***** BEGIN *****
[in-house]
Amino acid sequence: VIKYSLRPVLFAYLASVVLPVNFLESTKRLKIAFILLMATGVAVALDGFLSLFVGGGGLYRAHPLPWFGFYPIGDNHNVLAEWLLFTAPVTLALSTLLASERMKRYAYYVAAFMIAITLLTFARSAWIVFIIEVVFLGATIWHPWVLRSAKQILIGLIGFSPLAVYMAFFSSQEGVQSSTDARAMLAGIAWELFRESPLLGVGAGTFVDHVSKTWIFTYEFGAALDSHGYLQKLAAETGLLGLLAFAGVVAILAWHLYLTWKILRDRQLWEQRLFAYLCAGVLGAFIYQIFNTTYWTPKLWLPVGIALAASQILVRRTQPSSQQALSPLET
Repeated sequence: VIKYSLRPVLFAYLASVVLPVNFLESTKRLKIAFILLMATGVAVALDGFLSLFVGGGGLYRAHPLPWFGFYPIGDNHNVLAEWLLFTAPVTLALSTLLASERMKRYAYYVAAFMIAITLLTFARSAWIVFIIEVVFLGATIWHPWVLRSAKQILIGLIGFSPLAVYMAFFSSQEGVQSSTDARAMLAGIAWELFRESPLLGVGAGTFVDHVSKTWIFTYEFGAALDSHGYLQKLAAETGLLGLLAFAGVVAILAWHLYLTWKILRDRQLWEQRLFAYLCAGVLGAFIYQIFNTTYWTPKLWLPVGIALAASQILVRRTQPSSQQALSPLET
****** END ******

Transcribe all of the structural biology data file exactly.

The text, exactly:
[in-house]
Amino acid sequence: VIKYSLRPVLFAYLASVVLPVNFLESTKRLKIAFILLMATGVAVALDGFLSLFVGGGGLYRAHPLPWFGFYPIGDNHNVLAEWLLFTAPVTLALSTLLASERMKRYAYYVAAFMIAITLLTFARSAWIVFIIEVVFLGATIWHPWVLRSAKQILIGLIGFSPLAVYMAFFSSQEGVQSSTDARAMLAGIAWELFRESPLLGVGAGTFVDHVSKTWIFTYEFGAALDSHGYLQKLAAETGLLGLLAFAGVVAILAWHLYLTWKILRDRQLWEQRLFAYLCAGVLGAFIYQIFNTTYWTPKLWLPVGIALAASQILVRRTQPSSQQALSPLET
Repeated sequence: VIKYSLRPVLFAYLASVVLPVNFLESTKRLKIAFILLMATGVAVALDGFLSLFVGGGGLYRAHPLPWFGFYPIGDNHNVLAEWLLFTAPVTLALSTLLASERMKRYAYYVAAFMIAITLLTFARSAWIVFIIEVVFLGATIWHPWVLRSAKQILIGLIGFSPLAVYMAFFSSQEGVQSSTDARAMLAGIAWELFRESPLLGVGAGTFVDHVSKTWIFTYEFGAALDSHGYLQKLAAETGLLGLLAFAGVVAILAWHLYLTWKILRDRQLWEQRLFAYLCAGVLGAFIYQIFNTTYWTPKLWLPVGIALAASQILVRRTQPSSQQALSPLET